+---+ | 1 | |2| | 3 | | X | |Y| | Z | +---+ +---+ | 1 | |2| | 3 | | X | |Y| | Z | +---+
+----+ +-+ +----+ +----+ +-+ +----+ +----+ +-+ +----+ +----+ +-+ +----+
|<- Subnetwork 123->| |<- Subnetwork XYZ->| |<- Subnetwork 123->| |<- Subnetwork XYZ->|
.------------------- PW15 PME -------------------. .------------------- PW15 PME -------------------.
.----- PW1 TPME ----. .---- PW5 TPME -----. .---- PW1 PTCME ----. .---- PW5 PTCME ---.
.---------. .---------. .---------. .---------.
PSN13 LME PSNXZ LME PSN13 LME PSNXZ LME
.--. .--. .--------. .--. .--. .--. .--. .--------. .--. .--.
Sec12 SME Sec23 SME Sec3X SME SecXY SME SecYZ SME Sec12 SME Sec23 SME Sec3X SME SecXY SME SecYZ SME
TPE1: Terminating Provider Edge 1 SPE2: Switching Provider Edge 3 TPE1: Terminating Provider Edge 1 SPE2: Switching Provider Edge 3
TPEX: Terminating Provider Edge X SPEZ: Switching Provider Edge Z TPEX: Terminating Provider Edge X SPEZ: Switching Provider Edge Z
.---. ME . MEP ==== LSP .... PW .---. ME . MEP ==== LSP .... PW
SME: Section Maintenance Entity SME: Section Maintenance Entity
LME: LSP Maintenance Entity LME: LSP Maintenance Entity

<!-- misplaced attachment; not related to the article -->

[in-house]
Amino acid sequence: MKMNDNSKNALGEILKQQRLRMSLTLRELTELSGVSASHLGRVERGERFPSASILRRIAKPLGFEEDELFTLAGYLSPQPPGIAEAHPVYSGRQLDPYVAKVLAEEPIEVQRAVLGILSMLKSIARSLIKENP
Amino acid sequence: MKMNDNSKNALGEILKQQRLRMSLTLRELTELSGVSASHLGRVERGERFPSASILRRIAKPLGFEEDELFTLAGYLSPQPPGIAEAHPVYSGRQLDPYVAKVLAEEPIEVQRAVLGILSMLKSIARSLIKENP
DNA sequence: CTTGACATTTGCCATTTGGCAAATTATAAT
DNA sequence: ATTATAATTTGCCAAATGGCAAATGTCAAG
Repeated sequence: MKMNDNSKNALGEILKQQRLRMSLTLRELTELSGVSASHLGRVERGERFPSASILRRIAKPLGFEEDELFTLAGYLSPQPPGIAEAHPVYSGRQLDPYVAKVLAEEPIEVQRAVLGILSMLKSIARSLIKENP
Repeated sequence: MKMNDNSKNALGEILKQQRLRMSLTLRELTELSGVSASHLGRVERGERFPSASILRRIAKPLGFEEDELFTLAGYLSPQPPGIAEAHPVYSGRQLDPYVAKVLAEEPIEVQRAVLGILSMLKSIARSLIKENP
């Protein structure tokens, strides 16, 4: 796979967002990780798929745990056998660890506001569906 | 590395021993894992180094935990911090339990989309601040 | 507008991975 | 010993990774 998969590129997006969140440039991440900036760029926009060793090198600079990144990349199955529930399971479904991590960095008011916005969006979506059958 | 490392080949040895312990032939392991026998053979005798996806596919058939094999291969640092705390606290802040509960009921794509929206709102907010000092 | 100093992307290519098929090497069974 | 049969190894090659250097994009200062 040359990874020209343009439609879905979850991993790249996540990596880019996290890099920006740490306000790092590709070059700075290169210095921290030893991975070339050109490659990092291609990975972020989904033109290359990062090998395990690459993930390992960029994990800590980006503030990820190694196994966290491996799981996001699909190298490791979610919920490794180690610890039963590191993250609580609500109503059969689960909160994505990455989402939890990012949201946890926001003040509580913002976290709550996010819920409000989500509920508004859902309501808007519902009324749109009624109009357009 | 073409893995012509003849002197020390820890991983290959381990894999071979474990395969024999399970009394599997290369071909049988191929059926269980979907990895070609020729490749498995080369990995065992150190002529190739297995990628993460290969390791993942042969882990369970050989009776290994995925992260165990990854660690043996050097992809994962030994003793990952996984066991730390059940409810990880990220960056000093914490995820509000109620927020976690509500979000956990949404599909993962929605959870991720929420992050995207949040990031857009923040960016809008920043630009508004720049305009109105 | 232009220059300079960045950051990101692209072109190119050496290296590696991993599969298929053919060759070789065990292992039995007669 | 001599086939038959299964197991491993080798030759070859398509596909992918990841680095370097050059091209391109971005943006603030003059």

PME: PW Maintenance Entity PME: PW Maintenance Entity
Figure 5: MPLS-TP OAM archtecture Figure 6: MPLS-TP OAM archtecture
The following MPLS-TP MEs are specified in [26]: The following MPLS-TP MEs are specified in
[I-D.ietf-mpls-tp-oam-framework]:
o A Section Maintenance Entity (SME), allowing monitoring and o A Section Maintenance Entity (SME), allowing monitoring and
management of MPLS-TP Sections (between MPLS LSRs). management of MPLS-TP Sections (between MPLS LSRs).
o A LSP Maintenance Entity (LME), allowing monitoring and management o A LSP Maintenance Entity (LME), allowing monitoring and management
of an end-to-end LSP (between LERs). of an end-to-end LSP (between LERs).